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authorJunio C Hamano <junkio@cox.net>2005-07-16 03:56:12 (GMT)
committerLinus Torvalds <torvalds@g5.osdl.org>2005-07-16 04:53:22 (GMT)
commita232a132eab77815a5f2662e8c064de0d956e553 (patch)
tree84722763529517668588503631574b634200e63e /Documentation
parent2c38fe4c574812601c8338d8db1ba0d2528b5ae4 (diff)
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[PATCH] Documentation: update recommended workflow when working with others.
Clarify that the hierarchy implied by the recommended workflow is only informal. Refer readers to nice illustration by Randy Dunlap. Separate out the step to "push" to own public repository in the workflow. Signed-off-by: Junio C Hamano <junkio@cox.net> Signed-off-by: Linus Torvalds <torvalds@osdl.org>
Diffstat (limited to 'Documentation')
-rw-r--r--Documentation/tutorial.txt61
1 files changed, 42 insertions, 19 deletions
diff --git a/Documentation/tutorial.txt b/Documentation/tutorial.txt
index b3f30ae..8088fd3 100644
--- a/Documentation/tutorial.txt
+++ b/Documentation/tutorial.txt
@@ -967,7 +967,19 @@ unpacked in the destination, unless rsync transport is used.
Working with Others
-------------------
-A recommended work cycle for a "project lead" is like this:
+Although git is a truly distributed system, it is often
+convenient to organize your project with an informal hierarchy
+of developers. Linux kernel development is run this way. There
+is a nice illustration (page 17, "Merges to Mainline") in Randy
+Dunlap's presentation (http://tinyurl.com/a2jdg).
+
+It should be stressed that this hierarchy is purely "informal".
+There is nothing fundamental in git that enforces the "chain of
+patch flow" this hierarchy implies. You do not have to pull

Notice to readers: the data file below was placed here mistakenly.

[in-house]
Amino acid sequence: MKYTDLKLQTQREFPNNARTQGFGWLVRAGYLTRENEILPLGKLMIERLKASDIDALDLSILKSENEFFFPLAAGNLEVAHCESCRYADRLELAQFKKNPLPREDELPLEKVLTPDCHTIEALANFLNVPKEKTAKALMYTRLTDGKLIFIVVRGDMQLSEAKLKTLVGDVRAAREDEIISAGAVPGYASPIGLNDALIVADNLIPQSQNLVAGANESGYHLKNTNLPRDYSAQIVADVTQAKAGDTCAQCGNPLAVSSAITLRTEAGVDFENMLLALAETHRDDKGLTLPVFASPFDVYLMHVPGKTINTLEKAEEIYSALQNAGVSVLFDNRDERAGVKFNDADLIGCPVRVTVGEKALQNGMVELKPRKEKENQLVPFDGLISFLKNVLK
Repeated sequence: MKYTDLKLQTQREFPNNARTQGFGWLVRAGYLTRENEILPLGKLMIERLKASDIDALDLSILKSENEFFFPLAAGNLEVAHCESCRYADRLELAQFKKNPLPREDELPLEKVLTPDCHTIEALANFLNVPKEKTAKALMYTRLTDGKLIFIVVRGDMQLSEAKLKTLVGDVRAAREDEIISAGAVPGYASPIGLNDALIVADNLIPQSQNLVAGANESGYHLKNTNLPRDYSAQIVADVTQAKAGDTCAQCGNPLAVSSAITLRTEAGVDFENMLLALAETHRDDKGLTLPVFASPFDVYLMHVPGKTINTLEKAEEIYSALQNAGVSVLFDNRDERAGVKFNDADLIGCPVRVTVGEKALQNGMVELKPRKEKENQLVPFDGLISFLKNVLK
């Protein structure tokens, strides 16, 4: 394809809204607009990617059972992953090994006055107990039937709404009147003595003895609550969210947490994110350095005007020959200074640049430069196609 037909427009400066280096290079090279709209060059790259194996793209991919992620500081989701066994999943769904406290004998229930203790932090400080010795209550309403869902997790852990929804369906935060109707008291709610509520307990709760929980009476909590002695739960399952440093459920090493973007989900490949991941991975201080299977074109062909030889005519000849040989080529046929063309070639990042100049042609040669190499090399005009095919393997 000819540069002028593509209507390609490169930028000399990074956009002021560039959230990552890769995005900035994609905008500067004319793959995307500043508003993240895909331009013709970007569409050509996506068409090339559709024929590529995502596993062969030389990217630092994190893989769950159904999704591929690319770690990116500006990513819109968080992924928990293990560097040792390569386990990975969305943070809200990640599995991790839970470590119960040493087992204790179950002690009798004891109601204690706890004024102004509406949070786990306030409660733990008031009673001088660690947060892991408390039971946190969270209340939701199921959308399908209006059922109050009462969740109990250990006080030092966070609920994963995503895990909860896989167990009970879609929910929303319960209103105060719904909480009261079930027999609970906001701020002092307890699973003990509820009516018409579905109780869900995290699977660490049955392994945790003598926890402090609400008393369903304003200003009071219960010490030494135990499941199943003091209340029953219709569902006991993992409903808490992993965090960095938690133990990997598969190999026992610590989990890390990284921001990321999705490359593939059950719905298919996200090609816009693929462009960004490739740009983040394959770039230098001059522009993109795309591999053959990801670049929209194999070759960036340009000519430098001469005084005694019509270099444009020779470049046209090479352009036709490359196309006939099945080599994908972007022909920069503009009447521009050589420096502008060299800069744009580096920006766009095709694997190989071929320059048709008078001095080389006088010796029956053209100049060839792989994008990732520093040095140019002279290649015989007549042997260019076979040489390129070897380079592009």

+from only one remote repository.
+
+
+A recommended workflow for a "project lead" goes like this:
(1) Prepare your primary repository on your local machine. Your
work is done there.
@@ -978,23 +990,28 @@ A recommended work cycle for a "project lead" is like this:
repository.
(4) "git repack" the public repository. This establishes a big
- pack that contains the initial set of objects.
+ pack that contains the initial set of objects as the
+ baseline, and possibly "git prune-packed" if the transport
+ used for pulling from your repository supports packed
+ repositories.
- (5) Keep working in your primary repository, and push your
- changes to the public repository. Your changes include
- your own, patches you receive via e-mail, and merge resulting
- from pulling the "public" repositories of your "subsystem
- maintainers".
+ (5) Keep working in your primary repository. Your changes
+ include modifications of your own, patches you receive via
+ e-mails, and merges resulting from pulling the "public"
+ repositories of your "subsystem maintainers".
You can repack this private repository whenever you feel
like.
- (6) Every once in a while, "git repack" the public repository.
+ (6) Push your changes to the public repository, and announce it
+ to the public.
+
+ (7) Every once in a while, "git repack" the public repository.
Go back to step (5) and continue working.
-A recommended work cycle for a "subsystem maintainer" that
-works on that project and has own "public repository" is like
-this:
+
+A recommended work cycle for a "subsystem maintainer" that works
+on that project and has own "public repository" goes like this:
(1) Prepare your work repository, by "git clone" the public
repository of the "project lead".
@@ -1006,21 +1023,27 @@ this:
currently not automated.
(4) Push into the public repository from your primary
- repository.
+ repository. Run "git repack" (and possibly "git
+ prune-packed" if the transport used for pulling from your
+ repository supports packed repositories.
- (5) Keep working in your primary repository, and push your
- changes to your public repository, and ask your "project
- lead" to pull from it. Your changes include your own,
- patches you receive via e-mail, and merge resulting from
- pulling the "public" repositories of your "project lead"
- and possibly your "sub-subsystem maintainers".
+ (5) Keep working in your primary repository. Your changes
+ include modifications of your own, patches you receive via
+ e-mails, and merges resulting from pulling the "public"
+ repositories of your "project lead" and possibly your
+ "sub-subsystem maintainers".
You can repack this private repository whenever you feel
like.
- (6) Every once in a while, "git repack" the public repository.
+ (6) Push your changes to your public repository, and ask your
+ "project lead" and possibly your "sub-subsystem
+ maintainers" to pull from it.
+
+ (7) Every once in a while, "git repack" the public repository.
Go back to step (5) and continue working.
+
A recommended work cycle for an "individual developer" who does
not have a "public" repository is somewhat different. It goes
like this: